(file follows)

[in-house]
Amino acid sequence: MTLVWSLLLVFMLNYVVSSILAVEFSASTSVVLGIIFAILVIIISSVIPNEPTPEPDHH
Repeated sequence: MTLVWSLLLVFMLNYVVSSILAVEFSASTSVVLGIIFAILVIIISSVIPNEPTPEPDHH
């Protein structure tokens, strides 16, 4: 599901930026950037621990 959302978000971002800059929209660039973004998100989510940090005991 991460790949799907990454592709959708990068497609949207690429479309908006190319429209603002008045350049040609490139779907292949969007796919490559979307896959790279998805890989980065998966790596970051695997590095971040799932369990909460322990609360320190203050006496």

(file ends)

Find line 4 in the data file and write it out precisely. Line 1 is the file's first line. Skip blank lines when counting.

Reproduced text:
């Protein structure tokens, strides 16, 4: 599901930026950037621990 959302978000971002800059929209660039973004998100989510940090005991 991460790949799907990454592709959708990068497609949207690429479309908006190319429209603002008045350049040609490139779907292949969007796919490559979307896959790279998805890989980065998966790596970051695997590095971040799932369990909460322990609360320190203050006496």